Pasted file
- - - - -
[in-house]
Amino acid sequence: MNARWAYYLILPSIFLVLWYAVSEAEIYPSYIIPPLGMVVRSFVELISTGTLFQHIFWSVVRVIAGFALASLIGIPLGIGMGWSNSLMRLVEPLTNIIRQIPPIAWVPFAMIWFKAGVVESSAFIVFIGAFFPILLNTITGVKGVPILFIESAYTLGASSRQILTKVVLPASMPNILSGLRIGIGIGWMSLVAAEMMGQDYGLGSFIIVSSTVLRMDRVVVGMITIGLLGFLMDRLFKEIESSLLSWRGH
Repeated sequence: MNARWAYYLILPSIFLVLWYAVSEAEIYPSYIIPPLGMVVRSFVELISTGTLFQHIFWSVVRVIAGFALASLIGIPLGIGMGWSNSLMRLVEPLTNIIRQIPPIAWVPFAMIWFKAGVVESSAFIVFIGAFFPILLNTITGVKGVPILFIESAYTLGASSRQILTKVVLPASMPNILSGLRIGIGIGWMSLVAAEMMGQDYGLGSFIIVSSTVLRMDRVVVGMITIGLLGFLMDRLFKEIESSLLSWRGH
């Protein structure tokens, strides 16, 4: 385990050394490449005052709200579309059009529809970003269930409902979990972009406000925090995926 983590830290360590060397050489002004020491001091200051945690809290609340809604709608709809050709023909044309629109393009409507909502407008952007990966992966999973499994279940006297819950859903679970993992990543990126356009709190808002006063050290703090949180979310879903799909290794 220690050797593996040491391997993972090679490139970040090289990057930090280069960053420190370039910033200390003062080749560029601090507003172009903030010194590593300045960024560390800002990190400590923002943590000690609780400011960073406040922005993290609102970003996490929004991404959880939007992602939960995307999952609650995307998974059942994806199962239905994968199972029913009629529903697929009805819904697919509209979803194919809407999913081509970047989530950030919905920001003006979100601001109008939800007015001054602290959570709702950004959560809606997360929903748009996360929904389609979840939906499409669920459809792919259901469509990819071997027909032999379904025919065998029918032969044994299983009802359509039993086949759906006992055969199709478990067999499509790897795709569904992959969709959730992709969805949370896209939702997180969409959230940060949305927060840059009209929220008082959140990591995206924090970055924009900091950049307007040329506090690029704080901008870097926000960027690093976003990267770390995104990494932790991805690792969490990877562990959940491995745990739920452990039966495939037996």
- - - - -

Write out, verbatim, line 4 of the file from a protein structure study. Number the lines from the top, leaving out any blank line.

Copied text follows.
């Protein structure tokens, strides 16, 4: 385990050394490449005052709200579309059009529809970003269930409902979990972009406000925090995926 983590830290360590060397050489002004020491001091200051945690809290609340809604709608709809050709023909044309629109393009409507909502407008952007990966992966999973499994279940006297819950859903679970993992990543990126356009709190808002006063050290703090949180979310879903799909290794 220690050797593996040491391997993972090679490139970040090289990057930090280069960053420190370039910033200390003062080749560029601090507003172009903030010194590593300045960024560390800002990190400590923002943590000690609780400011960073406040922005993290609102970003996490929004991404959880939007992602939960995307999952609650995307998974059942994806199962239905994968199972029913009629529903697929009805819904697919509209979803194919809407999913081509970047989530950030919905920001003006979100601001109008939800007015001054602290959570709702950004959560809606997360929903748009996360929904389609979840939906499409669920459809792919259901469509990819071997027909032999379904025919065998029918032969044994299983009802359509039993086949759906006992055969199709478990067999499509790897795709569904992959969709959730992709969805949370896209939702997180969409959230940060949305927060840059009209929220008082959140990591995206924090970055924009900091950049307007040329506090690029704080901008870097926000960027690093976003990267770390995104990494932790991805690792969490990877562990959940491995745990739920452990039966495939037996």